Papayas pose salmonella risk, FDA says

Empty papaya boxes sit inside a trailer at Agromod Produce in McAllen, Texas on Monday July 25, 2011 AP Photo/The Monitor, Gabe Hernandez

The US Food and Drug Administration warned today that papayas from Texas-based Agromod Produce have been linked to at least 97 cases of salmonella in 23 states. One of the reported cases was in Massachusetts.

The agency warned consumers not to eat papayas from Agromod Produce — a company brand sticker is affixed to individual papayas — and added that the company is voluntarily recalling the fruits. Anyone who recently purchased papayas and isn’t sure where they’re from should check with the retailer to see whether they are part of the recall, the FDA added.

The papayas were imported from Mexico, and some have tested positive for contamination with salmonella, a bacteria that causes diarrhea, fever, and abdominal cramps about 12 to 72 hours after infection. The illness usually lasts four to seven days, and most people recover without treatment.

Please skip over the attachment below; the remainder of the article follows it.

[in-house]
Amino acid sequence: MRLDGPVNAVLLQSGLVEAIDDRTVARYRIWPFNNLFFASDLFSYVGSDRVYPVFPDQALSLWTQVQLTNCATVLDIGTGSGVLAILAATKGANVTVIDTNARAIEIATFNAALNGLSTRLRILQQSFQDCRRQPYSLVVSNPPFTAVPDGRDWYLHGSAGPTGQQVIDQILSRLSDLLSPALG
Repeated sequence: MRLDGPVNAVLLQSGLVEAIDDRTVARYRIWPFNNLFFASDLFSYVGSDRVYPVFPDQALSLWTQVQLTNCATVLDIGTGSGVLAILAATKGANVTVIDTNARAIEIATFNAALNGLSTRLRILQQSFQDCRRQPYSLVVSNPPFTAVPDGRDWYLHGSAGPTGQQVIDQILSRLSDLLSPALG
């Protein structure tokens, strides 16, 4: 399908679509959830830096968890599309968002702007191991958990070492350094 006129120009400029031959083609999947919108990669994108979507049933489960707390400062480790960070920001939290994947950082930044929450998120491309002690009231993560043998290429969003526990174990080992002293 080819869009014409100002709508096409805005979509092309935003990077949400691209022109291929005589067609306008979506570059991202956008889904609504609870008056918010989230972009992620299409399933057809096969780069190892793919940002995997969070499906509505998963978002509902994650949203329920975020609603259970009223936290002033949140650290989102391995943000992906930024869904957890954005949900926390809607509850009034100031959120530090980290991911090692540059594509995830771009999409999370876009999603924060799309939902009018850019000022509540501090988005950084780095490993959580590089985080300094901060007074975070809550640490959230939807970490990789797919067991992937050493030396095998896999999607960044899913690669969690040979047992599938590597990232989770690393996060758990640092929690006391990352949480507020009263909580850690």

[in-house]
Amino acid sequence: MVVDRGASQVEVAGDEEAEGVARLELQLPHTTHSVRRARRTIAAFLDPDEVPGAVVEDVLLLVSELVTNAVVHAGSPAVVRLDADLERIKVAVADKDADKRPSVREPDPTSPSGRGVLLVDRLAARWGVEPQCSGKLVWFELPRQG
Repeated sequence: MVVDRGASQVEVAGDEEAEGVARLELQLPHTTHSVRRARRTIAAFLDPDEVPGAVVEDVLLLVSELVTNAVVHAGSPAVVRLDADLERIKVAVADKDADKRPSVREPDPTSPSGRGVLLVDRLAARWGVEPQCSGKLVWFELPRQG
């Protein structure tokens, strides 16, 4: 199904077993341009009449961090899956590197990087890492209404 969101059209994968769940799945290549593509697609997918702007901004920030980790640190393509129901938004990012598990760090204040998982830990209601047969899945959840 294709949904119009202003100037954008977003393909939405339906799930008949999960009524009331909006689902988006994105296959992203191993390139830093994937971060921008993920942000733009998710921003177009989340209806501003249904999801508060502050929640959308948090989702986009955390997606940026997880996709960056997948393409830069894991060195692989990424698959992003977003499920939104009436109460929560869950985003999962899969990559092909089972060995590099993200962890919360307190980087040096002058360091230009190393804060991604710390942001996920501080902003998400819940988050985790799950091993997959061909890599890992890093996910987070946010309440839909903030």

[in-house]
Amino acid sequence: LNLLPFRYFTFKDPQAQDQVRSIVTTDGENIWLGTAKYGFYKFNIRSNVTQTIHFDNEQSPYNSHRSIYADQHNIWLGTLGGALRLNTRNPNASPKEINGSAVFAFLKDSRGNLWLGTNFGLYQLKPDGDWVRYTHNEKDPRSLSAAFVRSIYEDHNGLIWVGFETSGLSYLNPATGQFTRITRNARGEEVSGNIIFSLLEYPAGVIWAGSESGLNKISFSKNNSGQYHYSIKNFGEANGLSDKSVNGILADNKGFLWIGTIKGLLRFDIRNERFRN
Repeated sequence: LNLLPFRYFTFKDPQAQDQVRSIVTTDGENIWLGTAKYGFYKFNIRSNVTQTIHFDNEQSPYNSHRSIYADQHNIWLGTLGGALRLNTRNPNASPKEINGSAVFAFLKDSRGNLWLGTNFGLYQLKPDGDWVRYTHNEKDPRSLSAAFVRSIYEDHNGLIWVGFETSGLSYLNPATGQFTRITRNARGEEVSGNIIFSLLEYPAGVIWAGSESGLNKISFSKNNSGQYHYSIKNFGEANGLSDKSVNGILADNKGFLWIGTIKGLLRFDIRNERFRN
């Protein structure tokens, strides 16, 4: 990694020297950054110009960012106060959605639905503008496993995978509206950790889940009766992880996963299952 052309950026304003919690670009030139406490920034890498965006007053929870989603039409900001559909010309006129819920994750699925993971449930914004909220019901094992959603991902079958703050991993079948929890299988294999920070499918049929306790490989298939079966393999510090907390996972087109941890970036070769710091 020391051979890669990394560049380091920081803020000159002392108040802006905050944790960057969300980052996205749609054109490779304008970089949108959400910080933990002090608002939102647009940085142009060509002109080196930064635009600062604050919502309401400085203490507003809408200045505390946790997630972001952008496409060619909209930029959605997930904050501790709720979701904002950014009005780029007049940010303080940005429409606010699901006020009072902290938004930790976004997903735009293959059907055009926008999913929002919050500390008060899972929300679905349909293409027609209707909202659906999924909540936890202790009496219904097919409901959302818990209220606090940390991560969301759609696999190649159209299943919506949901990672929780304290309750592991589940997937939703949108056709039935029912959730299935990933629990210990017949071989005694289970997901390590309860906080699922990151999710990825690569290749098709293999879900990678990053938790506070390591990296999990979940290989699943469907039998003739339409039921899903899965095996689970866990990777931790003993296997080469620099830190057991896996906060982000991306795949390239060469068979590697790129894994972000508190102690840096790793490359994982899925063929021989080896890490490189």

However, some infected people — including 10 in the latest outbreak — wind up being hospitalized from severe diarrhea and require treatment with antibiotics. Those most likely to develop severe, life-threatening infections include the elderly, infants, and anyone with an impaired immune system.

“Consumers, retailers and others who have papayas from Agromod Produce, Inc. should throw them away in a sealed container so people and animals, including wild animals, cannot eat them,’’ the FDA said in a statement.

Related news: Salmonella linked to alfalfa sprouts


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